When is Chinese New Year 2023?

Chinese New Year

Chinese New Year, also known as Spring Festival or Lunar New Year, is a traditional holiday in China that marks the beginning of a new lunar year. The date of Chinese New Year is determined by the Chinese lunar calendar, which is based on the cycles of the moon.

Also Read: –Chinese New Year in Malaysia 2023

In 2023, Chinese New Year will start on February 10th, 2023 and it will be the Year of the Pig according to the Chinese zodiac. The Chinese New Year celebration will last for 15 days, ending on February 25th, 2023.

Chinese New Year is a major holiday in China and is celebrated by Chinese communities around the world. The celebration is characterized by traditional customs such as family reunions, giving red envelopes filled with money to children, and eating special foods. There are also parades and dragon and lion dances, fireworks and other cultural events. It’s a time for family, friends and loved ones to come together and celebrate, wishing each other good luck and prosperity for the coming year.

The Chinese New Year is a time for family celebrations and ancestor worship. Numerous businesses close throughout the seven-day vacation so that individuals can spend time with their families at home. Up to the Lantern Festival, which will be on February 5, 2023 for the Year of the Rabbit, celebrations can go up to 15 days. There are a number of customs that are observed not just in China but also in a number of other nations where the Chinese New Year is observed.

The legend of villages being terrorised by the supernatural creature Nian () is thought to be the origin of Chinese New Year celebrations. Families’ versions of the events differ, but generally speaking, the story involves the villagers frightening Nian away with firecrackers, bright red flags, and loud drumming. Putting up red decorations and lighting rockets and firecrackers to welcome the new year have now become customs for Chinese New Year. Other festivities include taking in dragon and lion dances, dining with family, making sacrifices for the dead, and giving gifts like red envelopes containing money.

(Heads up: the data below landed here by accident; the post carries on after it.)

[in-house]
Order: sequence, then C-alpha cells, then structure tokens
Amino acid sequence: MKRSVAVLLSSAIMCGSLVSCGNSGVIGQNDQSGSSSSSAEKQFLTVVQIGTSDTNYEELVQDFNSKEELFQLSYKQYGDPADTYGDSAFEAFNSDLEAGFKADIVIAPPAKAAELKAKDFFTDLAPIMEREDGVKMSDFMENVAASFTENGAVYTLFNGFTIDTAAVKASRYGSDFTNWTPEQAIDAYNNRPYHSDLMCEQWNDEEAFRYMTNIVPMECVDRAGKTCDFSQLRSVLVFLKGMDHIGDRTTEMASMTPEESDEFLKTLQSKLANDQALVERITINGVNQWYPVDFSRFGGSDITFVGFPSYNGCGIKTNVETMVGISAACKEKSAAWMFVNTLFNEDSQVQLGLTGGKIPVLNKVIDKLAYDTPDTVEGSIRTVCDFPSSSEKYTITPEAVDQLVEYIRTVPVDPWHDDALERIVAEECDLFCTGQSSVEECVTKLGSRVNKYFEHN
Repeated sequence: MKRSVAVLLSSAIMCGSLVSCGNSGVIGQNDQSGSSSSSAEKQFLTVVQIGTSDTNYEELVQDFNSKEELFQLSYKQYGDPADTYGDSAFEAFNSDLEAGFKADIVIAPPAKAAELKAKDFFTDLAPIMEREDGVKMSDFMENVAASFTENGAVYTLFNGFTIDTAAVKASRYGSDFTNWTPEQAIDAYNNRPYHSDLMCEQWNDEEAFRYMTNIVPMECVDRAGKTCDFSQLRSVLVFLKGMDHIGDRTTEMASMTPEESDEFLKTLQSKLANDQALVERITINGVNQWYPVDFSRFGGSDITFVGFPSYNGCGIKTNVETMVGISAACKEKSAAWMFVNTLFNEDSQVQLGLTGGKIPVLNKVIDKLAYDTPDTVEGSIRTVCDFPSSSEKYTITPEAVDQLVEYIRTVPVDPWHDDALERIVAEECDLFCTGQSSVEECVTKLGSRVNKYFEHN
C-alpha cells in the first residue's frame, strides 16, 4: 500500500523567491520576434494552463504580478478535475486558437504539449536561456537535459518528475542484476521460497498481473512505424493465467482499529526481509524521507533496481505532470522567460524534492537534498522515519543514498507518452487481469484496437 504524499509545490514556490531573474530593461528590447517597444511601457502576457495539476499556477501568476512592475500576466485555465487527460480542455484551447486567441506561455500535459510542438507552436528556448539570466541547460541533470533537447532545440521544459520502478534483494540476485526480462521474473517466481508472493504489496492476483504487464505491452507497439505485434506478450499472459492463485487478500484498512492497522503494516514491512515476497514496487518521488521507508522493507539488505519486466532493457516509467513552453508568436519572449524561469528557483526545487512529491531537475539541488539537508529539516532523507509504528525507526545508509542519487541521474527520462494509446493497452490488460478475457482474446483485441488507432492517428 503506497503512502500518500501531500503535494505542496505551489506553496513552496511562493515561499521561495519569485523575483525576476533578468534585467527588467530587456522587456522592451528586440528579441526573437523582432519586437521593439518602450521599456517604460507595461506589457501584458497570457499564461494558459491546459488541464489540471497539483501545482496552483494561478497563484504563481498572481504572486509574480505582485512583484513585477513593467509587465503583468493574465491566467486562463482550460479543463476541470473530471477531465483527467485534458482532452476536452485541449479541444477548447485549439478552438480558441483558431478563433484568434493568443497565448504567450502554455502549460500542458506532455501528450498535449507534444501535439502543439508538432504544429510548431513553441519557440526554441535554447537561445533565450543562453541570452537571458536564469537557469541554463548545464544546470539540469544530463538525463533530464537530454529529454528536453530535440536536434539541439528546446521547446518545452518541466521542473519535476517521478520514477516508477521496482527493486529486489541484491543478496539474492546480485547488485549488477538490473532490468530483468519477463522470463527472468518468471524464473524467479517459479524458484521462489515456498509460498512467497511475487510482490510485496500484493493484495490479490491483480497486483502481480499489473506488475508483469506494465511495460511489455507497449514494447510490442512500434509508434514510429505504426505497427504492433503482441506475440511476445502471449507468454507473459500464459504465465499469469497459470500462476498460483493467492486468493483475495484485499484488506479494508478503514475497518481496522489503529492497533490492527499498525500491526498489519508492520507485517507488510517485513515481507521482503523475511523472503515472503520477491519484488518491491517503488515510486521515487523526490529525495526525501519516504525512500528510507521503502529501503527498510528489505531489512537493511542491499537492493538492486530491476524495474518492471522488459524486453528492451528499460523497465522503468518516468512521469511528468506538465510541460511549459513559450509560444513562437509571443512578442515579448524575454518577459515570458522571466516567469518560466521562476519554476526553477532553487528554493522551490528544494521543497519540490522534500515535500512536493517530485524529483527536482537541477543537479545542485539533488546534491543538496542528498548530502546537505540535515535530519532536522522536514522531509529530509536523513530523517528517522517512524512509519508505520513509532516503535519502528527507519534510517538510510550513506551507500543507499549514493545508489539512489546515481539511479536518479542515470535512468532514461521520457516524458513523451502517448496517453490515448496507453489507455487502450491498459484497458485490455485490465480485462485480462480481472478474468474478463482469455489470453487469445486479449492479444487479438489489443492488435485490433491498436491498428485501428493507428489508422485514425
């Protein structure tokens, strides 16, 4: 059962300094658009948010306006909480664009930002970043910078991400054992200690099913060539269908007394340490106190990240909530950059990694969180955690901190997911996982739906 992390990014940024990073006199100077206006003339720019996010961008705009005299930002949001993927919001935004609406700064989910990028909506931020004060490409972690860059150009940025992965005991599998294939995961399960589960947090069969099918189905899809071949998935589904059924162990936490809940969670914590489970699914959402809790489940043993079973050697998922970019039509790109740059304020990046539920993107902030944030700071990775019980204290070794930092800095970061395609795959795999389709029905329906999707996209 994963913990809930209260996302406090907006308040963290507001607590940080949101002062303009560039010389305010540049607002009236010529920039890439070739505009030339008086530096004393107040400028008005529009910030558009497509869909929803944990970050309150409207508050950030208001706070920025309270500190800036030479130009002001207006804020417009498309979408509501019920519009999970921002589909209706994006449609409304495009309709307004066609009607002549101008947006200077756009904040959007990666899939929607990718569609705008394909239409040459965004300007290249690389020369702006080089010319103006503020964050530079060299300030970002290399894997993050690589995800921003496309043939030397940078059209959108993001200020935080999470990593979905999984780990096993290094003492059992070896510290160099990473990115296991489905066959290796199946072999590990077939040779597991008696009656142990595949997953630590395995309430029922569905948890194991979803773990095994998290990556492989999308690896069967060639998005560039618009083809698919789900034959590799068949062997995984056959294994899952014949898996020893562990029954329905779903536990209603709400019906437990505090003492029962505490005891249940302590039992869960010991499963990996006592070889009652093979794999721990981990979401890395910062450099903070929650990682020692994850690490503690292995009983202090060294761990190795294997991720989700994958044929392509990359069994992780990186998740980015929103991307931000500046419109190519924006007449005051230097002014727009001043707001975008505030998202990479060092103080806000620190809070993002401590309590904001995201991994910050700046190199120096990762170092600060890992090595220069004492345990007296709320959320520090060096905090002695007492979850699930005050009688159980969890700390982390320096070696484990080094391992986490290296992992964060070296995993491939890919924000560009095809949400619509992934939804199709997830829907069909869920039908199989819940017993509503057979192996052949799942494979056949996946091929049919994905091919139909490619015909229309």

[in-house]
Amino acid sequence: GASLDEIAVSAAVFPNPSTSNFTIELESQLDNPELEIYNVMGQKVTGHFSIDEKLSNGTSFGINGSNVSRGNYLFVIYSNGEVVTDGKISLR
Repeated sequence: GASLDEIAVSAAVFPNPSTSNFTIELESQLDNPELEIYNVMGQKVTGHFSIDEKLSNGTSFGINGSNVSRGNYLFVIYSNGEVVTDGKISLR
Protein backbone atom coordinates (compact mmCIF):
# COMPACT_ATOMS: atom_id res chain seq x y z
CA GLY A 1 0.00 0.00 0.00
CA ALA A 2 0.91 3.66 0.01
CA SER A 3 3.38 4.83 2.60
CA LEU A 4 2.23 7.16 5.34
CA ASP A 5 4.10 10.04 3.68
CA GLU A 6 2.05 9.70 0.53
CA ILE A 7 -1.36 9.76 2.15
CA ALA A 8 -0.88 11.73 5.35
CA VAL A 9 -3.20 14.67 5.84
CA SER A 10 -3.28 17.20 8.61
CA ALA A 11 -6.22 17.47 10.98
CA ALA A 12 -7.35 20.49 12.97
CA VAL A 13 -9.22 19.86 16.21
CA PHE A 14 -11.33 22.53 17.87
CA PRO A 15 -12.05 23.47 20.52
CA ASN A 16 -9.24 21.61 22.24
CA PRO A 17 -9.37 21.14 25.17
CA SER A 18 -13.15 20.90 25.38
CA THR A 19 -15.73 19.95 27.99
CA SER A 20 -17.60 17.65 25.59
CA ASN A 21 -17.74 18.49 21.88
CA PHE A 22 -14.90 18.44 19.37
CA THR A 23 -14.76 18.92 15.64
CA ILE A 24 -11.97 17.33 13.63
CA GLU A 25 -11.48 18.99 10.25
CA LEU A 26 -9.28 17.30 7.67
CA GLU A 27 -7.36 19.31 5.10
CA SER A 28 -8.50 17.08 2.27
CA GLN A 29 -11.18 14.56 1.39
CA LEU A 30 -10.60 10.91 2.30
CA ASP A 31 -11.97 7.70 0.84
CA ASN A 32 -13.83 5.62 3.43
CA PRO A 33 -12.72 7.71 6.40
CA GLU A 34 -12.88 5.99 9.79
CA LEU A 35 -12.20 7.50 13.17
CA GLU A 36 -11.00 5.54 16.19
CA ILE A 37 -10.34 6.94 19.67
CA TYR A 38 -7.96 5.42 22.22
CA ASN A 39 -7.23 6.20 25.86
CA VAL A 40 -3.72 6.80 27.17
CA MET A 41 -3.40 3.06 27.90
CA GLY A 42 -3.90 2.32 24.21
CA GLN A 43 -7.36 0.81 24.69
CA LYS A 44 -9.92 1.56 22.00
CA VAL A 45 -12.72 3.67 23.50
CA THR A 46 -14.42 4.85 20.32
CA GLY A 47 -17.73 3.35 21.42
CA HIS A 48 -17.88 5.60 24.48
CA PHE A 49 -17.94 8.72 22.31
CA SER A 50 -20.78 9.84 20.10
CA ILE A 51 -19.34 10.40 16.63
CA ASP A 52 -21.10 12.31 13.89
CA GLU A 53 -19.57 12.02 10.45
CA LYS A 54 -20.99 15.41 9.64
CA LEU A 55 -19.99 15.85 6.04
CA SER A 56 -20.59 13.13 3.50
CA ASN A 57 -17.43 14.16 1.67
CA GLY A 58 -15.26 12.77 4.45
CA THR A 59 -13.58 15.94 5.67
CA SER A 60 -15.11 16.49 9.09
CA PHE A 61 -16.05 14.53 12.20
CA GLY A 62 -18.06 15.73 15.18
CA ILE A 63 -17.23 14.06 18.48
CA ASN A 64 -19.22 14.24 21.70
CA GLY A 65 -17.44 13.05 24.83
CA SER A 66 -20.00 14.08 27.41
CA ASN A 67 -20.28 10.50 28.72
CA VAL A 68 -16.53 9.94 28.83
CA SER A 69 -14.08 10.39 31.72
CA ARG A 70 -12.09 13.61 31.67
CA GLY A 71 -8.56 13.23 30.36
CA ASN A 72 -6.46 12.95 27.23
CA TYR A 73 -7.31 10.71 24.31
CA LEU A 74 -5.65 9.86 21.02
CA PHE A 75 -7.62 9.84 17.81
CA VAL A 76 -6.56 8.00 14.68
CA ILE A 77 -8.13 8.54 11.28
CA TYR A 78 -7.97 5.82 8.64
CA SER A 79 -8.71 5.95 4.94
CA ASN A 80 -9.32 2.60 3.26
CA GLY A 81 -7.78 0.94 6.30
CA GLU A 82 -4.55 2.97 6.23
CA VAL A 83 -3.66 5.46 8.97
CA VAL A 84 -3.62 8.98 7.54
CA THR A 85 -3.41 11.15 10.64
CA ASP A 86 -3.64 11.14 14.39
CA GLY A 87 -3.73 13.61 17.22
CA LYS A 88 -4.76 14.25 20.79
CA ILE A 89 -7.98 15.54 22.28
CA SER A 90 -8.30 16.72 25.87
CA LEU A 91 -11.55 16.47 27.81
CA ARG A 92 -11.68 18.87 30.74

The Lunar New Year or the Spring Festival are other names for the Chinese New Year. These titles refer to the celebration of warmer weather and fresh growth, as well as the use of the lunisolar calendar to predict the date of the upcoming Chinese New Year. The week just before the Chinese New Year is frequently referred to as the Spring Migration because many Chinese people will travel considerable distances to return home and enjoy the occasion with their family.

Cleaning during the first five days of the festivities is frowned upon since it is believed to sweep the good fortune from the year. Cleaning is therefore frequently done in the days preceding the first day of the Chinese New Year. It’s a time to gather as a family to celebrate and look forward to the pleasant things the new year will bring.

What is the Chinese New Year 2023 Animal? 

Beginning on January 22nd, 2023, and lasting through February 9th, 2024, the Chinese New Year of 2023 is a Water Rabbit Year.

The Rabbit’s most recent and prospective years are 1951, 1963, 1975, 1987, 1999, 2011, 2023, and 2035. You are a Rabbit if you were born in one of the years. In 2023, the year of your zodiac sign (benmingnian), which is considered unlucky, will occur.

Rat, Ox, Tiger, Rabbit, Dragon, Snake, Horse, Goat, Monkey, Rooster, Dog, and Pig are the 12 animals that make up the Chinese zodiac.

The Chinese Zodiac is a 12-year cycle, with each year represented by a different animal. The animals in the Chinese zodiac are rat, ox, tiger, rabbit, dragon, snake, horse, sheep, monkey, rooster, dog, and pig.

To determine your Chinese zodiac animal, you will need to know your birth year according to the Chinese lunar calendar.

  • Rat: 1912, 1924, 1936, 1948, 1960, 1972, 1984, 1996, 2008, 2020
  • Ox: 1913, 1925, 1937, 1949, 1961, 1973, 1985, 1997, 2009, 2021
  • Tiger: 1914, 1926, 1938, 1950, 1962, 1974, 1986, 1998, 2010, 2022
  • Rabbit: 1915, 1927, 1939, 1951, 1963, 1975, 1987, 1999, 2011, 2023
  • Dragon: 1916, 1928, 1940, 1952, 1964, 1976, 1988, 2000, 2012, 2024
  • Snake: 1917, 1929, 1941, 1953, 1965, 1977, 1989, 2001, 2013, 2025
  • Horse: 1918, 1930, 1942, 1954, 1966, 1978, 1990, 2002, 2014, 2026
  • Sheep: 1919, 1931, 1943, 1955, 1967, 1979, 1991, 2003, 2015, 2027
  • Monkey: 1920, 1932, 1944, 1956, 1968, 1980, 1992, 2004, 2016, 2028